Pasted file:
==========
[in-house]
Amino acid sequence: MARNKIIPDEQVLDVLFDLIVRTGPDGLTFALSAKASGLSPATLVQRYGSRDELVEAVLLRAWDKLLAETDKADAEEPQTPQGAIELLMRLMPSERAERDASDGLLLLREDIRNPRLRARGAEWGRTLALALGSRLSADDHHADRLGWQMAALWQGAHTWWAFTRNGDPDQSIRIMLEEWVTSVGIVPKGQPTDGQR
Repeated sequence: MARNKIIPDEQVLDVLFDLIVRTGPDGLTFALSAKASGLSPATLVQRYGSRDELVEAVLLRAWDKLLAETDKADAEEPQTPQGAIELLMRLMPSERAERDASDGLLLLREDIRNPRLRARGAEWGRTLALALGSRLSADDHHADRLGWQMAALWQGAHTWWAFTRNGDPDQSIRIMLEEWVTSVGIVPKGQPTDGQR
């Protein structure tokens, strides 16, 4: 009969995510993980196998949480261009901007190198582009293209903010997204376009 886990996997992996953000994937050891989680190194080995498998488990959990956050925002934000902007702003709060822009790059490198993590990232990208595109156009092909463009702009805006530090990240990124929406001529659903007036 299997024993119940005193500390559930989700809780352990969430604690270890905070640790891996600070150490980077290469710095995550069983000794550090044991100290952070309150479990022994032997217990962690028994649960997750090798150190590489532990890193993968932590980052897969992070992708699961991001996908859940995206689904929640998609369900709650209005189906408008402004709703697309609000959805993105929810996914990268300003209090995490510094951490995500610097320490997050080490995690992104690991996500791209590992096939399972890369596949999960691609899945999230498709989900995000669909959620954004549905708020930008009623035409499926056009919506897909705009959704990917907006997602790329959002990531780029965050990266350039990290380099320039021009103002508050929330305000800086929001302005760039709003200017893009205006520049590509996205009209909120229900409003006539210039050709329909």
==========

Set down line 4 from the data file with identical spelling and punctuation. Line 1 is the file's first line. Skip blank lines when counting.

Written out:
């Protein structure tokens, strides 16, 4: 009969995510993980196998949480261009901007190198582009293209903010997204376009 886990996997992996953000994937050891989680190194080995498998488990959990956050925002934000902007702003709060822009790059490198993590990232990208595109156009092909463009702009805006530090990240990124929406001529659903007036 299997024993119940005193500390559930989700809780352990969430604690270890905070640790891996600070150490980077290469710095995550069983000794550090044991100290952070309150479990022994032997217990962690028994649960997750090798150190590489532990890193993968932590980052897969992070992708699961991001996908859940995206689904929640998609369900709650209005189906408008402004709703697309609000959805993105929810996914990268300003209090995490510094951490995500610097320490997050080490995690992104690991996500791209590992096939399972890369596949999960691609899945999230498709989900995000669909959620954004549905708020930008009623035409499926056009919506897909705009959704990917907006997602790329959002990531780029965050990266350039990290380099320039021009103002508050929330305000800086929001302005760039709003200017893009205006520049590509996205009209909120229900409003006539210039050709329909």